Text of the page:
Less Wrong is a community blog devoted to refining the art of human rationality. Please visit our About page for more information.

Comment author: [deleted] 24 August 2015 12:41:30PM 0 points [-]

To be clear, in my heart I feel that I'm against this because for example if people in our family got together it would probably destroy our family. That's what makes it so interesting because it goes so much against my feelings, but it's still something that could be right in principle.

In response to comment by [deleted] on Open Thread - Aug 24 - Aug 30
Comment author: CWG 25 August 2015 02:00:55AM *  0 points [-]

it would probably destroy our family

That's about your family's attitudes, rather than about anything intrinsic to the act.

I would be surprised and possibly grossed out if this happened in my own family, but that would be the moral equivalent of a vistigial limb,* something to get past.

*I was going to say appendix, but the appendix does actually have a function).

Comment author: Daniel_Burfoot 24 August 2015 02:00:06PM *  14 points [-]

Do any digital nomads read LessWrong? What region are you in? How did you setup your remote work? What is the best/worst feature of the lifestyle? What was the biggest surprise? Is anyone else thinking about trying out the lifestyle?

Comment author: CWG 25 August 2015 01:48:31AM 5 points [-]

I tried it, but at the time I found it very hard to focus. it's a lot like working at home – you need to be very good at creating your own routines and structure, and managing your own projects.

If that's not you, develops those skills first. Getting work where you train those skills is a good approach.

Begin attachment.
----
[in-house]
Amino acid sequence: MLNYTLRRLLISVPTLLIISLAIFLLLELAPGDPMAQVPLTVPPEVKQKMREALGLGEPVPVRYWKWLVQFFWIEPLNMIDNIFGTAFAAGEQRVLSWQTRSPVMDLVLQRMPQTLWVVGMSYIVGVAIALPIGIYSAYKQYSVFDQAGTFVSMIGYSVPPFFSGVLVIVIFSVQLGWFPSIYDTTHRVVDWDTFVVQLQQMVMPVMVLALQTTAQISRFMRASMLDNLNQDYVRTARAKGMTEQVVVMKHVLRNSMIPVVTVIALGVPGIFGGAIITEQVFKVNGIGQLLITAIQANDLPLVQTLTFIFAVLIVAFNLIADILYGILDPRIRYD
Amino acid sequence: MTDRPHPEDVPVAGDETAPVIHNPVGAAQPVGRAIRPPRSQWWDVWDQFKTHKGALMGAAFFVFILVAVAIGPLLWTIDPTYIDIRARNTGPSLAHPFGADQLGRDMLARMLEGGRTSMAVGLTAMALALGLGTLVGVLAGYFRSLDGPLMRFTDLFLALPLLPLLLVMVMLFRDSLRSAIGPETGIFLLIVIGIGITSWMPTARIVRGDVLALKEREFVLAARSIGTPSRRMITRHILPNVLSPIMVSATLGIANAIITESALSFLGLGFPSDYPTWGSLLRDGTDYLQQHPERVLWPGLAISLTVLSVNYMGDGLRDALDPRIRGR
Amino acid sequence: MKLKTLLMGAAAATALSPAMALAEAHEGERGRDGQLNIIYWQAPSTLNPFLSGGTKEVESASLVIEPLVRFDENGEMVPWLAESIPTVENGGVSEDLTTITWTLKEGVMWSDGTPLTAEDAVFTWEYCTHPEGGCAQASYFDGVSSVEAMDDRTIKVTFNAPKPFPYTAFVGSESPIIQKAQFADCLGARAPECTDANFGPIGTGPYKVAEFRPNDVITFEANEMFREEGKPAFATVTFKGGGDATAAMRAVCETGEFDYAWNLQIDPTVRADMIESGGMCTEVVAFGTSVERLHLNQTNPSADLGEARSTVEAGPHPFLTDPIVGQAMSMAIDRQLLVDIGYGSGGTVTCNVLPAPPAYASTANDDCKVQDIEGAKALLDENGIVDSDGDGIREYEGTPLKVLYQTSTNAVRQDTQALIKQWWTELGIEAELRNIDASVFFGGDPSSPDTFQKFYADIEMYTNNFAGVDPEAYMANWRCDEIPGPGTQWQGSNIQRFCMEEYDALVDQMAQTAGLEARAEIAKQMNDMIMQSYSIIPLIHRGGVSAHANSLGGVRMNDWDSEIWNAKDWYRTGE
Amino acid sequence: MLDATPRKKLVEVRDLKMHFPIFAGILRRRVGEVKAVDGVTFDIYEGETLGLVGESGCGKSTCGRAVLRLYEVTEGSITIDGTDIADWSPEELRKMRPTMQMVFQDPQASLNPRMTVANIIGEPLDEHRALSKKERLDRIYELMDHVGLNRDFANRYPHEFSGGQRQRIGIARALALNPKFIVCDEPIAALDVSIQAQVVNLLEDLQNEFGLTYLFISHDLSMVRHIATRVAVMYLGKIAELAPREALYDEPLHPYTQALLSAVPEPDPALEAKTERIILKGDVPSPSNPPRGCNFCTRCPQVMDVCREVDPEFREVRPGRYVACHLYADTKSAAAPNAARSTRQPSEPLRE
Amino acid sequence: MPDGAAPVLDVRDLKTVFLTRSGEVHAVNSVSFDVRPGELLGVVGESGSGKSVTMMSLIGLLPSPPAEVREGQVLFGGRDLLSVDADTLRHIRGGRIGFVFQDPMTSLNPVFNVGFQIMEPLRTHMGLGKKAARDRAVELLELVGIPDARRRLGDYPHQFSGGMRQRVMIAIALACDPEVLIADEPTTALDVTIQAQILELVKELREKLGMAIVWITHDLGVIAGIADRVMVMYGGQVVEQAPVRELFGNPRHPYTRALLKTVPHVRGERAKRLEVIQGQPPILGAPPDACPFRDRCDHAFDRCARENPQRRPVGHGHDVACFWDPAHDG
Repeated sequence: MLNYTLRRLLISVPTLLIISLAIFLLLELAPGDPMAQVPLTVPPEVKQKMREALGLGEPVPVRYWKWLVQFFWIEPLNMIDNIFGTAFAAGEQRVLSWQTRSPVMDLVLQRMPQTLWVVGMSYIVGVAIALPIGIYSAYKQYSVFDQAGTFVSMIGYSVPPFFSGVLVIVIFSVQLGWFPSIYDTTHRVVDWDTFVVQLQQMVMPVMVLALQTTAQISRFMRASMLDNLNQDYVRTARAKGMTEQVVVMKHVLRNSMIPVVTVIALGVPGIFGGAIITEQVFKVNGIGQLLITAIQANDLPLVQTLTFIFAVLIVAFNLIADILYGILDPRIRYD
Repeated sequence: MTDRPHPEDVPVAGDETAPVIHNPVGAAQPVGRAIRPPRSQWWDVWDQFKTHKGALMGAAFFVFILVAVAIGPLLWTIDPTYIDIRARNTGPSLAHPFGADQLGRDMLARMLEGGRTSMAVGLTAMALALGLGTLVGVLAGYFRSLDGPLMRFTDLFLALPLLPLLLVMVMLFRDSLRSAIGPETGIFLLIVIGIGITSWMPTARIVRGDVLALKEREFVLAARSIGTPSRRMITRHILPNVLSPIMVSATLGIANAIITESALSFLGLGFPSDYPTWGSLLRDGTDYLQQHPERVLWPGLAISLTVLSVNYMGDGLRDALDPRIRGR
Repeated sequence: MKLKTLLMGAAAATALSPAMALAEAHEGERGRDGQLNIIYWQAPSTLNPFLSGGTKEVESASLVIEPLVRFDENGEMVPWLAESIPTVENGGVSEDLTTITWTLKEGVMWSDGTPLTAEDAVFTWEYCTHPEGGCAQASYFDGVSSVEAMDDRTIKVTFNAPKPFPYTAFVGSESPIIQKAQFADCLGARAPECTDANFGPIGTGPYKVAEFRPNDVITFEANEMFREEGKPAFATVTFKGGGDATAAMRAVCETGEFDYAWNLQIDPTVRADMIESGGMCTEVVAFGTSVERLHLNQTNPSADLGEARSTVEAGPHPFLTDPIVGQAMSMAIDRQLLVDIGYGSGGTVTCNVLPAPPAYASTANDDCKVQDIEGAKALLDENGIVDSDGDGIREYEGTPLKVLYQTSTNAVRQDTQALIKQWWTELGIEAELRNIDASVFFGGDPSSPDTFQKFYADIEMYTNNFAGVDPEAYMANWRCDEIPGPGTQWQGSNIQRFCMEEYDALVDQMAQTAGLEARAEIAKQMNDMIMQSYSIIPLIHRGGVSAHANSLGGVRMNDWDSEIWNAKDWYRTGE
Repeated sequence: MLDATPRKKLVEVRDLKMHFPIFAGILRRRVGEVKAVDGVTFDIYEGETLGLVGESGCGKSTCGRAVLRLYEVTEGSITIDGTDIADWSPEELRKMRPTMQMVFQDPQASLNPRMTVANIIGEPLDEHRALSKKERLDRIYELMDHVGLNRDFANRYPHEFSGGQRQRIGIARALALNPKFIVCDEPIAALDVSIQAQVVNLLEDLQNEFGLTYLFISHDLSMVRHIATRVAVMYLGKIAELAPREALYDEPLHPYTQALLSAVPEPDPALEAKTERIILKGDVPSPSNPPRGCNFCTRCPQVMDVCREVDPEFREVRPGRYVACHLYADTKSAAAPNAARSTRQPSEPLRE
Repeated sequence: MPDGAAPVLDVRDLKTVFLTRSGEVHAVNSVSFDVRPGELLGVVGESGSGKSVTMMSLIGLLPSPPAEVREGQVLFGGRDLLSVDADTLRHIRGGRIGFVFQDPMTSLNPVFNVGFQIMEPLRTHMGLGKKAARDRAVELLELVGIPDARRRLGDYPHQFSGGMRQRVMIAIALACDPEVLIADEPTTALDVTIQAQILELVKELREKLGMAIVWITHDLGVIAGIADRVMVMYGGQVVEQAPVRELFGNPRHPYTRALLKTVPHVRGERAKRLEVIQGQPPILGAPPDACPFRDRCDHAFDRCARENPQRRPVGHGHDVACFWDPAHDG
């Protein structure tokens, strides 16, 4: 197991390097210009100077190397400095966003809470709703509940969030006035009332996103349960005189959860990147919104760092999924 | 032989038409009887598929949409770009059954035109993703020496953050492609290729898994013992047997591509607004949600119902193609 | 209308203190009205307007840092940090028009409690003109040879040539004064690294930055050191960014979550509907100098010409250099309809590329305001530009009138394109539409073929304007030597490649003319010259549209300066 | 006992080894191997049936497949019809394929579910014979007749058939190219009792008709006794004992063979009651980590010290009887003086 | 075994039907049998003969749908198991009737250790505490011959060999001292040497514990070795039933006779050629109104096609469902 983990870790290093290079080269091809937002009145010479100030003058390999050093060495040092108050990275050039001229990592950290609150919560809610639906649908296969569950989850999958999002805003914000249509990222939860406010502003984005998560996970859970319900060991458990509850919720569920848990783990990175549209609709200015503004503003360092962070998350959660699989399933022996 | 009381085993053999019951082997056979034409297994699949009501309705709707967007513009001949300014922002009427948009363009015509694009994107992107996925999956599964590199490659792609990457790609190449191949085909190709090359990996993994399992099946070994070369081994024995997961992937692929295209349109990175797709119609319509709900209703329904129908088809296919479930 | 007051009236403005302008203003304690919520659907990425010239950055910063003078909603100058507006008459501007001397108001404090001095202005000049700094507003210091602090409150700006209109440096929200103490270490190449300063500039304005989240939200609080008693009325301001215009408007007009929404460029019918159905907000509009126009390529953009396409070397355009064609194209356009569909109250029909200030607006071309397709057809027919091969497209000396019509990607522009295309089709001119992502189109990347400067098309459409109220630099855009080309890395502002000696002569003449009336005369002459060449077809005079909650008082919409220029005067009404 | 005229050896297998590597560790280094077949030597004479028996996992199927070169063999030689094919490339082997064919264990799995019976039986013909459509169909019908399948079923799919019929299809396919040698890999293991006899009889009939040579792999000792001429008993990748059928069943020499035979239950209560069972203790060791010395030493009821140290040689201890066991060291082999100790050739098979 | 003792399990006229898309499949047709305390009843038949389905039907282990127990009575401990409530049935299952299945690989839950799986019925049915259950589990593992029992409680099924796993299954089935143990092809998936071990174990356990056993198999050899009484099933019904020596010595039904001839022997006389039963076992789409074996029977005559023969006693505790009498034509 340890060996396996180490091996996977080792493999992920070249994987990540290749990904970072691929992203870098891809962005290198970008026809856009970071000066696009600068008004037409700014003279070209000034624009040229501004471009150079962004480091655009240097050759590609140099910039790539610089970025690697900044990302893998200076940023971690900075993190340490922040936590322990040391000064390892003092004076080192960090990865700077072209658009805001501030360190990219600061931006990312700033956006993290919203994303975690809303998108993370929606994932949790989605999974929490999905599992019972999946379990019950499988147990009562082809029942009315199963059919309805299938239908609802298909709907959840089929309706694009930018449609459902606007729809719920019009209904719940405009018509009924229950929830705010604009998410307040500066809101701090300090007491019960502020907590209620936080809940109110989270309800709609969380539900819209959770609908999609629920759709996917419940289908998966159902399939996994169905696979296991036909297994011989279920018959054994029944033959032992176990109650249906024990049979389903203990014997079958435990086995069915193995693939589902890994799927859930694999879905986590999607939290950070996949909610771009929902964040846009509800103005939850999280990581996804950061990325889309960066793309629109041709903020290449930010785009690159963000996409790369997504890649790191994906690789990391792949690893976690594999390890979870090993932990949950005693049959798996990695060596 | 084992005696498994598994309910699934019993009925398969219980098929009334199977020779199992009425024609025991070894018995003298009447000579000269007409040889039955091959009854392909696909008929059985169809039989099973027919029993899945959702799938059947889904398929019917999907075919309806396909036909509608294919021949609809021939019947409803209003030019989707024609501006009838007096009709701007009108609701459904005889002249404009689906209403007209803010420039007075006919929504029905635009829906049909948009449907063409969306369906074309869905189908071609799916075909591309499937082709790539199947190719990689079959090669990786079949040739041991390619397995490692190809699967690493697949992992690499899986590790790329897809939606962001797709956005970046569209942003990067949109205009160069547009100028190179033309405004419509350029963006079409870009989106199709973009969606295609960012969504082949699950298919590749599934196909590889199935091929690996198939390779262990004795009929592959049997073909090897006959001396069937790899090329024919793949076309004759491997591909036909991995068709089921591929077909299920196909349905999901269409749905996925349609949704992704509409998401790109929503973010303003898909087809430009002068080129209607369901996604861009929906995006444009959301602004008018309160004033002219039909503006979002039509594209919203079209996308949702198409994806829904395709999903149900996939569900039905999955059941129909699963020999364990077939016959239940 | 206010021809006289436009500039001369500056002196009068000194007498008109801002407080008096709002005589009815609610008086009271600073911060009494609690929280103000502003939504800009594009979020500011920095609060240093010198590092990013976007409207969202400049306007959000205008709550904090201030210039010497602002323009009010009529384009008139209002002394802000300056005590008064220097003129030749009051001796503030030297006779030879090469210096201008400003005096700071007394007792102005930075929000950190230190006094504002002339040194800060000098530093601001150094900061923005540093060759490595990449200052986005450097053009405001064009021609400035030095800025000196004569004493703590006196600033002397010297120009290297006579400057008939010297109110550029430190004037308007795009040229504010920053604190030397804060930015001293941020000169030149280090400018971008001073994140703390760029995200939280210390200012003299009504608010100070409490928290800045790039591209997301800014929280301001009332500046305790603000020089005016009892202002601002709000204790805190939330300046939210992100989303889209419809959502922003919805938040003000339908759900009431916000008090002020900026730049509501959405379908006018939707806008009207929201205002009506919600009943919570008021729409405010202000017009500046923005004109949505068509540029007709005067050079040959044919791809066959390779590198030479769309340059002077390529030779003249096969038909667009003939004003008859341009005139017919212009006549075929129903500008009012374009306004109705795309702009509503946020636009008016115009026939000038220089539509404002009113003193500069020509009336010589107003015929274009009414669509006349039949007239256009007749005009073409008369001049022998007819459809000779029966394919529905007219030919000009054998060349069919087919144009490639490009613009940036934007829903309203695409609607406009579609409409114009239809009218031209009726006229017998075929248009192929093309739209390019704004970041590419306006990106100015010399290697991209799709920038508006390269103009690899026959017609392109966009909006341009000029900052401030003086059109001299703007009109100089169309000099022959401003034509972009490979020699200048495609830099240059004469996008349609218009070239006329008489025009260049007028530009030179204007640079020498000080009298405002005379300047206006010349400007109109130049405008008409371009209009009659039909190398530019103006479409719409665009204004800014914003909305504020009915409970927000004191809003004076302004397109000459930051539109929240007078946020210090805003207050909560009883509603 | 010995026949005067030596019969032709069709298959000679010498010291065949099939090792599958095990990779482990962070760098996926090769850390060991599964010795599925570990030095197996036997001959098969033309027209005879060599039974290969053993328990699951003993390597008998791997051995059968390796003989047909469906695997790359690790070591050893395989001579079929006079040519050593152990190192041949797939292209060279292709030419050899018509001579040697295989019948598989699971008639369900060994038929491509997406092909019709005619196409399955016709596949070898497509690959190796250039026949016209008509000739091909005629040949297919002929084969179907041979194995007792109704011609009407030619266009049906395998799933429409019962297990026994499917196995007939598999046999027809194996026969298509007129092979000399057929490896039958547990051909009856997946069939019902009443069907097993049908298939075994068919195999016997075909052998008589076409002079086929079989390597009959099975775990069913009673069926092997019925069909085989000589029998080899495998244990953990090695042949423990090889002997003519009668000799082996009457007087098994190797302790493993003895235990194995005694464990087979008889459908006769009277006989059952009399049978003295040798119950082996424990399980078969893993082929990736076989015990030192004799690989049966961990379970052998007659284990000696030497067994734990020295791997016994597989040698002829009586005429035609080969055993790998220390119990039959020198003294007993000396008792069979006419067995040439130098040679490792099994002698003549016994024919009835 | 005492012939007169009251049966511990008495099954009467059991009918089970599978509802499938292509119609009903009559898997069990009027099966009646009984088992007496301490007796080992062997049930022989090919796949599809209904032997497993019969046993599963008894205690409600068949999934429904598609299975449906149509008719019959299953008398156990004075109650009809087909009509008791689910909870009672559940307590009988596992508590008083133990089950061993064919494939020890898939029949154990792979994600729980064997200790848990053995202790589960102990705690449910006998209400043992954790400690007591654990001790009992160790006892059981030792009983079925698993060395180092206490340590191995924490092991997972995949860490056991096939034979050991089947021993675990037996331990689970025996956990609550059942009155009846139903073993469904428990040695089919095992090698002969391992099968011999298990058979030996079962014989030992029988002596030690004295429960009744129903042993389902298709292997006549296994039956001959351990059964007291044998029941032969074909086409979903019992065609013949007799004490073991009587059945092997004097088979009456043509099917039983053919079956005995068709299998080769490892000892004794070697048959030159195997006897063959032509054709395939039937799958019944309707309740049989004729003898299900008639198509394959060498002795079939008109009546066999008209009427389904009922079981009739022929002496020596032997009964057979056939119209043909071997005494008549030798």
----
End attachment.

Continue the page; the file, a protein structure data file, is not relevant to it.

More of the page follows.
Comment author: Jack 16 March 2010 03:18:50AM *  1 point [-]

So I think I just figured out the motivation behind this tactic which wasn't obvious to me before (maybe it was to you). I doubt straight men innately dislike kissing or showing affection toward men. It seems more likely to me that they (okay, we) are either homophobic or wary of the status cost of being seen as gay or bisexual. Thus a straight male who declares himself to be bisexual demonstrates a rejection of homophobia and in part shows that he doesn't think being gay or bisexual is low status and refuses to accept some (but not all) of the privileges he has as a straight male (the privilege language is obviously controversial but it probably isn't to the people who do this).

The problem is part of the anti-gay narrative is that homosexuality isn't actually an important part of anyone's identity, that it isn't innate but basically just people choosing to be "sinful". Identifying as bisexual for political reasons bolsters this position. "If these straight males can choose to behave like bisexuals, then the bisexuals can choose to behave like good, church-going straight people!" Also, the fact is a straight male really can't take on the same persecution non-heterosexuals face. They can always opt out and they are never told that a part of their identity is immoral (their told that the act their putting on is immoral, but that isn't the same thing). And of course in some circles being gay or bisexual is a status booster- my friends would be suspicious I was "coming out" for these status-benefits, not out of a genuine attempt at solidarity. Actually, I've seen this complain leveled at some college-aged bisexual women.

Comment author: CWG 05 June 2015 11:14:50PM *  1 point [-]

I doubt straight men innately dislike kissing or showing affection toward men.

I went to a kissing workshop. (Things escalated slowly and nothing was mandatory.) I was turned off more quickly than I expected by kisses with guys - just by a very short closed-mouth kiss.

(I like hugs though.)

I'm certain I'd also benefit from the bisexual pill, and my aversion to the idea is irrational.

"I hate spinach, which is a good thing because if I liked it I'd eat it all the time, and I hate the stuff." - half remembered second-hand quote, apparently from the 19th C(?)